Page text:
The Agricultural Dinner Meeting Series is hosted by the Tygarts Valley Conservation District (TVCD) and the West Virginia University Extension Service.The series will kick off on January 16, 2014 at Camp Pioneer in Randolph County. Dinner will be at 6:30 p.m.. The Speaker for the first meeting will be Tim Sutphin of Dublin, VA, with the topic of Goals for a Sustainable Beef Production System.
Tim Sutphin, the recipient of the Virginia Outstanding Commercial Producer Award, the Virginia Farmer of the Year and was nominated for the Swisher Sweets/Sunbelt Expo Southeastern Farmer of the Year will be on the lecture tour this year. Tim owns and operates Hillwinds Farm that is comprised of approximately 1800 owned and rented acres that support 600 commercial cows. The cowherd consists of primarily Angus-based cows with a percentage of Simmental and Gelbvieh genetics to capture the established advantages of crossbreeding. Both fall and spring calving are practiced to make efficient use of resources and labor. In addition to the large commercial cow herd, stocker cattle and a flock of 150 commercial ewes add diversification to the operation. Tim also feeds the bulls for the VA BCIA Southwest bull test.
Sutphin cites two primary keys to the success of Hillwinds Farm. First is the production and proper utilization of high quality, cheap forage. This is accomplished through rotational grazing management practices, and taking advantage of stockpiled forage to reduce dependence on harvested feedstuffs. The second key is outstanding genetics. Since 1999, Sutphin has practiced whole-herd AI. Both mature cows and heifers are synchronized, and mated to proven Angus and Simmental AI sires. Natural service bulls are acquired through the Virginia BCIA test station program. Sires are selected for a balance of superior growth, optimum calving ease, moderate mature size and milk production, coupled with superior carcass merit. The advantages of these genetics are captured through retained ownership. Since 1996, Sutphin has retained ownership in 100% of his calf crop. Cattle are fed in western feedyards and sold on a carcass value grid basis, allowing him to reap the financial benefits of the superior growth and carcass merit.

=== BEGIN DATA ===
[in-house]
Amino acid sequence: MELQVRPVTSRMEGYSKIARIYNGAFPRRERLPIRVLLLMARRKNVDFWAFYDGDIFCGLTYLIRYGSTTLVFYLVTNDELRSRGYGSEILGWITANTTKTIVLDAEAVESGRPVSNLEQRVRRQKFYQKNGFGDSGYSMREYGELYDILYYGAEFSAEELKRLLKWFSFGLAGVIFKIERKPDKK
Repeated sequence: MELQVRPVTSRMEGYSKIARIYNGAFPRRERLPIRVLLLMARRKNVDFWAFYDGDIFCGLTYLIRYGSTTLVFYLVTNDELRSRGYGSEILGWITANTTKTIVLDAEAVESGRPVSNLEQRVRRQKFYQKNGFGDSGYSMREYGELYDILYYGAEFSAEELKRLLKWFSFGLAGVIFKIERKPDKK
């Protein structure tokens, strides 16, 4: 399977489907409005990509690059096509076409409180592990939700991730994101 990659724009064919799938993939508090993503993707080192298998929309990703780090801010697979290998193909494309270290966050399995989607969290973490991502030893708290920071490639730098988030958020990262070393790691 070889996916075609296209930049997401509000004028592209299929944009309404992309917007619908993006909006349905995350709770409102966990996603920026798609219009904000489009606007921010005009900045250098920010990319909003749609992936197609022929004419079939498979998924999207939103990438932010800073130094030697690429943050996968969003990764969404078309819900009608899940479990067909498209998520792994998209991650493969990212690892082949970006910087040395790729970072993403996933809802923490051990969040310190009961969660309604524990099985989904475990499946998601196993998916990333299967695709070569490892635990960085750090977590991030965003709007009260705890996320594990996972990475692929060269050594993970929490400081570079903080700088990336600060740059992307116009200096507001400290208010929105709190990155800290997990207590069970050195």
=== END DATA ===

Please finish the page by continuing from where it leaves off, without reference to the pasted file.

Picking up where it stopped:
A comprehensive computer record-keeping system is an instrumental tool in assisting Sutphin monitor the progress and performance of his herd. Both bulls and females are closely monitored for profitability- measured by net return of each calf produced to the operation through retained ownership. These extensive records also allow Tim to concentrate on the profit center of the operation- the cow.
Tim has served the industry as a board member for VCA, BCIA, MAMA, Beef Expo, and the family is very involved in the Pulaski County 4H Livestock club activities. On a more informal basis, Tim has worked closely with a large number of southwest VA producers by assisting them in retained ownership opportunities and cooperative feeding arrangements. The majority of the stocker cattle he attains are acquired locally. The feedlot and carcass performance of these cattle is also tracked closely and shared with those producers.
Reservations are required by Monday, January 13th to obtain a meal count. This year’s dinner will be a $5 per person fee for the meal. The meeting itself, which should begin at about 7: 15 p.m., will continue to be free of charge to the farmers. If you plan to eat you should call the Tygart Valley Conservation District Office to make reservations at 457- 3026.